The British are a football crazy nation and football fever reaches new heights whenever there is a cup final on the horizon. Let’s face it Women’s football is gaining ground, in no small way!. The Woman’s final between England and Germany/France is coming to Wembley on Sunday 31st August 2022. No longer contented to restrict themselves to the more traditional sports associated with women, the ‘fairer sex’ can be seen tackling, dribbling and passing on the football field with the fervour and enthusiasm of any passionate athlete. The men could learn a thing or two from watching our Lionesses. They have demonstrated, not only are they a force to be reckoned with but that they epitomise the meaning of team play. They get on with the game! Football is no longer a sport designated to men alone. Women take their football every bit as seriously as their male counterparts. Women’s football has secured a firm foothold on the sporting calendar and continues to attract more and more girls into the game. It was wonderful to see such a big crowd at the England/Sweden Semi-final at Bramell Lane last night. What a match!
However, contrary to belief, girls and women playing football is by no means new to the world of sport. Historical sources refer to women’s football teams as early as 1895. World War 1 saw the formation of women’s teams, based around the munitions factories, the most famous perhaps being Dick Kerr’s Ladies from Preston. The war years saw an enormous increase in the numbers of women’s teams nationwide. Not surprising really when women’s roles at that time had undergone such dramatic change with women taking on the jobs previously held by men as part of the war effort. By the start of the ‘roaring twenties’ women’s football held widespread appeal and attracted ever increasing crowds. Records reveal that a match at Goodison Park in 1920 between Dick Kerr’s Ladies and St Helen’s Ladies drew a crowd of some 53,000 people, a sizeable crowd by any standards. Women’s football was big and getting bigger, a situation which by all accounts did not seem to gain too much favour with the FA at the time. The war was now over, and the men were back. Where did this leave the ladies? In December of 1921 the FA declared a ban on women playing football on Football League grounds. Shame on the FA but they were just reflecting how things were at the time. Thankfully, times have changed.
Recent years have seen a resurgence of interest in women’s football both on and off the pitch. The Women’s FA was founded in 1969 and heralded a new era in women’s football. Pressure exerted by UEFA brought a long overdue lifting of the FA ban on women’s football in Britain in 1972. It was in this same year that the first official Women’s International in Britain was played at Greenock with England beating Scotland 3 -2. Women’s football was once more to assert itself as a sport for serious consideration in the world of sport and this was further endorsed by the formation of the first Women’s National league in 1991. That same year saw the FA lift its ban on mixed football for the under 11’s in our schools.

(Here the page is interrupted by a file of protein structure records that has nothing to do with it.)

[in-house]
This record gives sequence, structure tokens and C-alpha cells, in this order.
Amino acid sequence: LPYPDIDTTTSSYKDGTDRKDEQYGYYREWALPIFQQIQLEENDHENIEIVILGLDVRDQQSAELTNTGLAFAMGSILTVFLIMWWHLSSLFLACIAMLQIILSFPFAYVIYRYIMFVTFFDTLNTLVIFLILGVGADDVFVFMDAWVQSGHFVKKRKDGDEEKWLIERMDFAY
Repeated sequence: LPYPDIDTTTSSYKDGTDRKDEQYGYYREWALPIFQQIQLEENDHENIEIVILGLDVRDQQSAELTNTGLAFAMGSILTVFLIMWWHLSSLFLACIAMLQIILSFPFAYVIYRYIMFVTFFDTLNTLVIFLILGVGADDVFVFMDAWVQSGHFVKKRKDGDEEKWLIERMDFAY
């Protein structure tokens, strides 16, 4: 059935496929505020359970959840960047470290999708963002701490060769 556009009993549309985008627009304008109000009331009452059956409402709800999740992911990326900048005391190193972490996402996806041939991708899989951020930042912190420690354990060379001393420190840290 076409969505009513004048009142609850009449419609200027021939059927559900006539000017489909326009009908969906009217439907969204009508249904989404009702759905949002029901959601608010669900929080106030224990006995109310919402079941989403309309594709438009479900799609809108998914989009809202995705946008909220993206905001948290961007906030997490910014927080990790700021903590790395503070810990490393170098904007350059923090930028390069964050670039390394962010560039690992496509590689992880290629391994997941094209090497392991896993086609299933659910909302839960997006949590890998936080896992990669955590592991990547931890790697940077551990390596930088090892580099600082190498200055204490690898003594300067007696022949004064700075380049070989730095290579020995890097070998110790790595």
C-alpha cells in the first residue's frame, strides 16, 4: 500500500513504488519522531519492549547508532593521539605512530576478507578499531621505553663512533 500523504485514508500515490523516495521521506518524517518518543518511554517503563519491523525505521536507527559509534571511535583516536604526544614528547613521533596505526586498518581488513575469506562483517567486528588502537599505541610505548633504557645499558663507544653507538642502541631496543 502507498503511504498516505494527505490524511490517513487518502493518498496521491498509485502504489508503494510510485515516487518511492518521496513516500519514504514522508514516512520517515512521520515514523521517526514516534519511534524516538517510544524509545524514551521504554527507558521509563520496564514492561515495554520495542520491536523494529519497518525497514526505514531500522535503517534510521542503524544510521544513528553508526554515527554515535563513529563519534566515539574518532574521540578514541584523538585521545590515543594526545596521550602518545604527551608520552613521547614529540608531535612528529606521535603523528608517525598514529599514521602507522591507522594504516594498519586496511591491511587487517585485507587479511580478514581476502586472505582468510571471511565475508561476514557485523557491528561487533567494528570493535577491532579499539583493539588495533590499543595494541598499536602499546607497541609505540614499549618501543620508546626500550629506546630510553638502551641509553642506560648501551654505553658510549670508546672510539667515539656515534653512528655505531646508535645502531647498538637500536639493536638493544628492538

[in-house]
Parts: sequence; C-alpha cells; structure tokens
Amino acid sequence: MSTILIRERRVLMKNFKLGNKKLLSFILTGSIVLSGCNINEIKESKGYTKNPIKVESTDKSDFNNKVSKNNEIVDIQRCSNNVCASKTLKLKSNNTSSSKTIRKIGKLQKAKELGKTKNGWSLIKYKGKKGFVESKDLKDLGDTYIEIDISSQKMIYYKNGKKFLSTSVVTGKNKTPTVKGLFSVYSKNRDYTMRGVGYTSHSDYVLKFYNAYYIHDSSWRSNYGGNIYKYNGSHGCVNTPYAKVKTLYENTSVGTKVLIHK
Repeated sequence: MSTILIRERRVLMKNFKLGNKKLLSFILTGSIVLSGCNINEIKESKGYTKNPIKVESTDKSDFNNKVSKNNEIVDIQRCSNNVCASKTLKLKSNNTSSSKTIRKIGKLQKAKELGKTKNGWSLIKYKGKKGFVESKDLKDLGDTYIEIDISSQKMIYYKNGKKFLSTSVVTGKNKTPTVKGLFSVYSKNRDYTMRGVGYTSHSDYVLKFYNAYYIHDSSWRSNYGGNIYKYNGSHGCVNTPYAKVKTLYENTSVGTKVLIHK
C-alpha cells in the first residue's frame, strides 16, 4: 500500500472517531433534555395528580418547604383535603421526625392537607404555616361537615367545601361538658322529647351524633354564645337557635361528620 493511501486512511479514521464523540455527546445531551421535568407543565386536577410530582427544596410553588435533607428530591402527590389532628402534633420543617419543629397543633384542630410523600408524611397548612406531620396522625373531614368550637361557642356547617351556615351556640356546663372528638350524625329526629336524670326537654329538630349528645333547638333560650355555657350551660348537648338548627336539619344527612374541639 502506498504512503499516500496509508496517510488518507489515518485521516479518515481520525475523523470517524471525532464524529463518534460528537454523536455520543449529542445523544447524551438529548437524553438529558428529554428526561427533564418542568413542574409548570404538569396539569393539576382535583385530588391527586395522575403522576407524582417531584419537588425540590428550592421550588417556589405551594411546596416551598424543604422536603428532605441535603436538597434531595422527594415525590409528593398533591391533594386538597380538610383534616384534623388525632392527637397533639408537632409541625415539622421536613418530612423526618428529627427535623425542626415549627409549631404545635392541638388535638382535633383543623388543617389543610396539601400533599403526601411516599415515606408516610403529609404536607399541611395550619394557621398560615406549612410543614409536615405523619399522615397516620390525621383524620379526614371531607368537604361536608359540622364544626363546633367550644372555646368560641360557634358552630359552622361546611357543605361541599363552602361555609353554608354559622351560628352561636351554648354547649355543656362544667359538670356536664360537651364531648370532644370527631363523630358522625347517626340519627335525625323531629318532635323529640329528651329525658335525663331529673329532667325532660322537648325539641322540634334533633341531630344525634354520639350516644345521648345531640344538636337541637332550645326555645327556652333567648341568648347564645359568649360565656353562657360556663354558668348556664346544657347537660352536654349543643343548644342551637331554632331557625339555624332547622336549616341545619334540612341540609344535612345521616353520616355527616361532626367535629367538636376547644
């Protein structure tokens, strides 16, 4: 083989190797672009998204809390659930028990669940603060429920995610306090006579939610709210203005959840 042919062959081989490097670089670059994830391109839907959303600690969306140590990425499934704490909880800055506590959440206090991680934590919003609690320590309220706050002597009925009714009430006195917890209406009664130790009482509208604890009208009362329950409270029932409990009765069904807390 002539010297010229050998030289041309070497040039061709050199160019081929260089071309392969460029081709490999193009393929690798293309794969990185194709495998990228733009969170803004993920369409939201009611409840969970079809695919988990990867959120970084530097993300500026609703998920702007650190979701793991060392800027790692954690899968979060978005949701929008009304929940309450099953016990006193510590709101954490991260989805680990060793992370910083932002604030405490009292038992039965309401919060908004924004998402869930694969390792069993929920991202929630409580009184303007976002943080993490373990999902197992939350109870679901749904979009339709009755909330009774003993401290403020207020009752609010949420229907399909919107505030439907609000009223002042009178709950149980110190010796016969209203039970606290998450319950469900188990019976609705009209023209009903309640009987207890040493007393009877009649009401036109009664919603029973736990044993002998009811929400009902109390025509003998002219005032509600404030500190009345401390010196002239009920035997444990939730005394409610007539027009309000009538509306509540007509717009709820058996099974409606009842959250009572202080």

Young girls are finding themselves more and more attracted to the country’s national sport. In our primary schools, boys and girls may play side by side on the football field as members of the same team working towards a common goal. The emphasis at this level is clearly concentrated on the development of team spirit and co-operation. However, girls are as fiercely competitive as boys and equally eager to show off their newly acquired skills. Today’s youngsters will grow up in a society where it is the rule rather than the exception for girls to play football.
. Women’s football is one of the fastest growing sports in the country. New clubs are forming, and the number of registered players continues to increase. It is not surprising that women’s football grows in popularity with girls now being allowed to participate as players from an early age. Increased media coverage of the sport can only add to the attraction.
The biggest move forward is the involvement of the Football Association which in 1993 demonstrated its commitment to women’s football by instigating the establishment of a Women’s Football Committee which would ‘deal with all matters relating to the development of female football, including the arrangements, administration and selection of International Representative Teams and the Coaching and Education Programme’. By appointing a Women’s Football Co-ordinator within the Coaching and Education Section the Football Association was showing its commitment to the continuing development of women’s football. The ensuing years have seen women’s football rise up, like the Phoenix from the flames. We would do well to remember those early pioneers who played the game at a time when women were still fighting for the right to vote.
Women’s football has returned, and it is staying. The future for women’s football looks remarkably bright, both for women and for football. Women have balls too!
Best of British Luck to our Lionesses this Sunday! You got this Ladies!
‘Football’s coming home’.
© Liola Lee 2022